Sunday, 27 December 2009

Joan's Journey Chapter II. Life on Coventry Road, Small Heath

Tilton Road, Small Heath

I’ll now try to describe a little detail about our neighbourhood and surroundings, shops, businesses and how our large family managed to survive in that bustling area. This part of Coventry Road was a very busy and vibrant shopping area, with lots of different businesses. Our house was on the front of a courtyard which consisted of three houses each side and two at the rear. Every house in the courtyard had a small garden and the occupants kept these very tidy. That is with the exception of the Lawlor house. Our garden had no grass, but consisted only of a bare patch. Its appearance affirmed that six children regularly played on that spot but the small bare patch provided the children with much recreation and pleasure. I think it was because our garden was situated at the front and in full view of the passers by that it attracted more attention than normal.

Pat and Betty 1952

Because we were on full view to the whole of Small Heath, we attracted a lot of interest and attention, people would comment a lot about the family. With just a small wall around the garden, we had no privacy. We would sit on the wall and just chat to anyone who passed by. Shops on the road included Decorwalls, which I have already mentioned and Payne’s the shoe mender. I might add our shoes never reached Payne’s, as it was normal to wear them out until the sole had disappeared from them. There was a wool shop nearby, which my mother frequented, not to buy wool but to have a chat. Mother could knit very well, now whether she learned her skill from this shop I could not honestly say. I do not know who deserved the credit for teaching her, but what is surprising is that she could knit without a pattern. Being a knitter myself I find that to be incredible. She would knit us girl’s winter hats, to a pattern she called a Dutch hat, and for the boys she would knit balaclava helmets. But she was even more talented, she knitted fair-isle jumpers all to her own patterns. She would knit these jumpers for anyone who asked; they were only required to provide her with thewool. Thinking back, that was probably how we acquired a selection of winter hats, all made from leftover balls of wool donated by various people.

Another shop on the road was a favourite with us, although we could only visit it on a Friday, it was the Sweet Shop. Besides requiring sweet coupons we needed the essential money, which our father provided every Friday. It might only have been a penny, but with 6 children that totalled a whole 6 pence, or as the coinage was then ...a silver 6 penny coin. A garage stood nearby, which sold petrol, but more importantly to us, because tyres were then fitted with inner tubes, the mechanics would save one for us which had come in for repair, but had been discarded. They would blow them up for us and we would go off to the swimming pool and have much fun floating in the water.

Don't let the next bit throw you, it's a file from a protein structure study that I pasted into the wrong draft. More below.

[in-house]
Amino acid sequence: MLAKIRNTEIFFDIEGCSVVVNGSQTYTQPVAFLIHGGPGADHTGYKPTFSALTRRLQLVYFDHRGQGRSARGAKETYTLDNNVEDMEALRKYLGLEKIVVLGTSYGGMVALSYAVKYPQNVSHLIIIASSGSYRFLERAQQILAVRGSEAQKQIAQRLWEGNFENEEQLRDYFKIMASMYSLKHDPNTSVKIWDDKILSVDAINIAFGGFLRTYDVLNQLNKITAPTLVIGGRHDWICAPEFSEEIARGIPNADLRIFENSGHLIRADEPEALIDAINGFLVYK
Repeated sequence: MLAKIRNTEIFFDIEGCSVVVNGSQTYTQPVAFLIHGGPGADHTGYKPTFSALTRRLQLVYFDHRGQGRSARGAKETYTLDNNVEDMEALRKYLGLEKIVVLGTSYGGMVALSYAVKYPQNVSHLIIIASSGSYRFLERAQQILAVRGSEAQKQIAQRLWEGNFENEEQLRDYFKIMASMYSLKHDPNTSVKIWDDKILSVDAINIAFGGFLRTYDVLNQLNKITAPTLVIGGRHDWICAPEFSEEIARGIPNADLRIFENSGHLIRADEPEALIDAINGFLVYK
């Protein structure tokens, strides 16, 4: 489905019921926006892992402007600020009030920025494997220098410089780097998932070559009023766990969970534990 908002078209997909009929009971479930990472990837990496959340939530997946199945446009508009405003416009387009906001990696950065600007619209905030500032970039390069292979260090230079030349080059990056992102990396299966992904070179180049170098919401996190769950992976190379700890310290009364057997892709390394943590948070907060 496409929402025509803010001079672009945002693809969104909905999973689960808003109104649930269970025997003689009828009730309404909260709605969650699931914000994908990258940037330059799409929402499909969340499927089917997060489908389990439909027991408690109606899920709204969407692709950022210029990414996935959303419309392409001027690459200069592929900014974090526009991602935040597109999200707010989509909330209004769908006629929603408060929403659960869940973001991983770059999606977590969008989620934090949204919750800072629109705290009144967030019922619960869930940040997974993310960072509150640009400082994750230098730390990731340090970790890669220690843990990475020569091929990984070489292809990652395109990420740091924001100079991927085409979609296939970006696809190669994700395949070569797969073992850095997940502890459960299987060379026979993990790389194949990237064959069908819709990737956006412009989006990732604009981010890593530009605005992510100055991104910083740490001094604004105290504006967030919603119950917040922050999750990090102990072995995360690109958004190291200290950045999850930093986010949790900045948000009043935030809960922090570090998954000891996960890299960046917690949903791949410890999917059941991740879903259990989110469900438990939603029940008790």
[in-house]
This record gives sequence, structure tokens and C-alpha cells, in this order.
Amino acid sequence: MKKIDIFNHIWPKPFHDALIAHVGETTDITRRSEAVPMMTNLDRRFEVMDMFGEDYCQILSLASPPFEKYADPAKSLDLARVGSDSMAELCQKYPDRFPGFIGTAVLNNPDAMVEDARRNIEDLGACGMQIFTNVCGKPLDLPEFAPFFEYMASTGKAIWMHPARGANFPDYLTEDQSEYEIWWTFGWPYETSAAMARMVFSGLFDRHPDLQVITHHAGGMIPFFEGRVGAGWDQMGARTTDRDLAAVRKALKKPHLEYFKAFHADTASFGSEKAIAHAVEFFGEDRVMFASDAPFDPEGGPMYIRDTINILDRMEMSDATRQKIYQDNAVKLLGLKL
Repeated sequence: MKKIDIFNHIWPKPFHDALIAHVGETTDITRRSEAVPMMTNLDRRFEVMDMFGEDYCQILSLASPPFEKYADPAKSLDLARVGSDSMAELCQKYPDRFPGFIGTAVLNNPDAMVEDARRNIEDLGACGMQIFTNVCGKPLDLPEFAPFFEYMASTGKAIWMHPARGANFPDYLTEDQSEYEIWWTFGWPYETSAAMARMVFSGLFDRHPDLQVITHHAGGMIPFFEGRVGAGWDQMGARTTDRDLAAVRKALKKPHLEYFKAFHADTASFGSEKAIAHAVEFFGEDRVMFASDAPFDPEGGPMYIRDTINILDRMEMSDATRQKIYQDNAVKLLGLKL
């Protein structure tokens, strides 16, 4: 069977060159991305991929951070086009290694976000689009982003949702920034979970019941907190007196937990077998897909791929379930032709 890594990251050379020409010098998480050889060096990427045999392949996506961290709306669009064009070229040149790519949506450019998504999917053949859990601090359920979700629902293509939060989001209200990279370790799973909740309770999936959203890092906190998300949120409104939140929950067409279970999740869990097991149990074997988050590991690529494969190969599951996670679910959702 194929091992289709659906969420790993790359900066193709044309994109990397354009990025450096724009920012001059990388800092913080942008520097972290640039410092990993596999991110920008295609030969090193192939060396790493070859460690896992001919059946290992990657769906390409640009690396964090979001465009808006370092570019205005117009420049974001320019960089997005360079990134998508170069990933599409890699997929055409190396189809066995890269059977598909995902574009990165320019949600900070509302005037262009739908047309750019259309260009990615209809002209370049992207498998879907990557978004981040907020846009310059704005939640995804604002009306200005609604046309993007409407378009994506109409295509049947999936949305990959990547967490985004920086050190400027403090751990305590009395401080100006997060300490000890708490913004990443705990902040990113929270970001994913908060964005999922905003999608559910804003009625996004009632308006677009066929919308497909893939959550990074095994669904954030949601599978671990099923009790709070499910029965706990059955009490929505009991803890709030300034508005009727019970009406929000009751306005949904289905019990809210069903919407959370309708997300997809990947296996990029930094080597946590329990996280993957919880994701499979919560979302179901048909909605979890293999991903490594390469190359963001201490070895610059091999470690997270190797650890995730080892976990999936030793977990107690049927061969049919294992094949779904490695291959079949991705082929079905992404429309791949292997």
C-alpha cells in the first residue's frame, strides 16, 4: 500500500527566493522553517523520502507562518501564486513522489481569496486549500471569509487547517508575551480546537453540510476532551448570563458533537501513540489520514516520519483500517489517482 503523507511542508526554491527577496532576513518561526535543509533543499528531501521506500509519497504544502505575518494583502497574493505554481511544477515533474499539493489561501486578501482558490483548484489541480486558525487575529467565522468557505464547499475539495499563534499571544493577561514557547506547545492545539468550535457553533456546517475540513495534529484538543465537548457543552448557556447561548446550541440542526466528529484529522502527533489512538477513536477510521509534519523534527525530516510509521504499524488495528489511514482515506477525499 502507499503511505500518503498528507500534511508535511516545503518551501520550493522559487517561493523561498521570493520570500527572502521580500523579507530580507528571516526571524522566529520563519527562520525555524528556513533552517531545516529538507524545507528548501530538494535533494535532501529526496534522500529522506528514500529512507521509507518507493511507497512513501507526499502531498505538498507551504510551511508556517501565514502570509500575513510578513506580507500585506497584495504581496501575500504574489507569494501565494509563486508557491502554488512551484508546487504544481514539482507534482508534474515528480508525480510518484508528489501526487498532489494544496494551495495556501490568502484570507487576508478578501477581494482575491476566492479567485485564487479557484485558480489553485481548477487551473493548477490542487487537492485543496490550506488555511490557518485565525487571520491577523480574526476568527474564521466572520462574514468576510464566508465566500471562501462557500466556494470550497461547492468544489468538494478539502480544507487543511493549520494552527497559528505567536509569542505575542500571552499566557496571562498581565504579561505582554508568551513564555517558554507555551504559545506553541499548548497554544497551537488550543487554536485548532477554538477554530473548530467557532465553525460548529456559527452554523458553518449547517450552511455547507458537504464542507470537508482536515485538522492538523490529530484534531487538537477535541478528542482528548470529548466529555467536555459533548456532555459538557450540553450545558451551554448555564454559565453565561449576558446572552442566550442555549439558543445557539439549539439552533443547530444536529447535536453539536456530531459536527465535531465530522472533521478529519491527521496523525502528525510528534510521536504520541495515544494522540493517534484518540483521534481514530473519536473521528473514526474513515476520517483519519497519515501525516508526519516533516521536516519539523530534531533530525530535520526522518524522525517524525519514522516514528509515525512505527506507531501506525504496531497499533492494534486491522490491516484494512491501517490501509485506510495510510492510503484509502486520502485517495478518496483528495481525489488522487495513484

In the opposite direction from our house was a shop that was only ever known as the Junk Shop. This shop sold a miscellany of whatever might be required or needed; it was virtually an Aladdin’s cave. A father and his son owned the shop, their names were Mr Dawes and his son Jack Dawes and, literally, it resembled a jackdaw’s nest. Jack had just returned from serving in the war. The shop was not easily accessible by customers; due to the huge amount of stock cluttering the floor, customers waited for service at the shop door. Everything was piled high and more stock was laid out on long trestles on the pavement at the front of the shop. Each night everything was cleared away and brought back out the following morning.

Joan 1950

I became friendly with the owners and was allowed to tidy up the trestles on a regular basis, it was unpaid work but I enjoyed it very much. Although termed the Junk Shop, the owners derived a very good living from the business and both men lived in very big houses. I know this because Jack had a growing family and because of his benevolence I would often go and collect his children’s outgrown clothes and shoes, for which we were more than grateful. I also went to Mr Dawes’ house to collect any excess cooking which Mrs Dawes had prepared. Mrs Dawes was a sweet old lady, and I suspect she often prepared the surplus food with our family in mind. I remember Jack coming to the rescue in our house on many occasions because my mother, while absent from the house, would have left a fire blazing away in the grate. The nightclothes would be left to air in the oven part of the range, everything would be singeing, or perhaps the chimney would catch on fire.

Yet another shop within walking distance from the house was a pork butcher. Again, thankfully we were on their charity list. Each week I would be sent to collect bacon bones, those being the ribs of the pig. They made a very good stew and it was lovely to suck the fragments of meat off the bones. I remember the wife of the owner making a most delicious jam or treacle roly-poly pudding. Once again this kind lady would make an extra one for the poor children up the road. I remember that we always looked very forward to eating these treats. The kind butcher would occasionally give us a pig’s bladder which would serve as a ball and we would derive great pleasure from kicking it about the garden.

Dennis and Brian 1956


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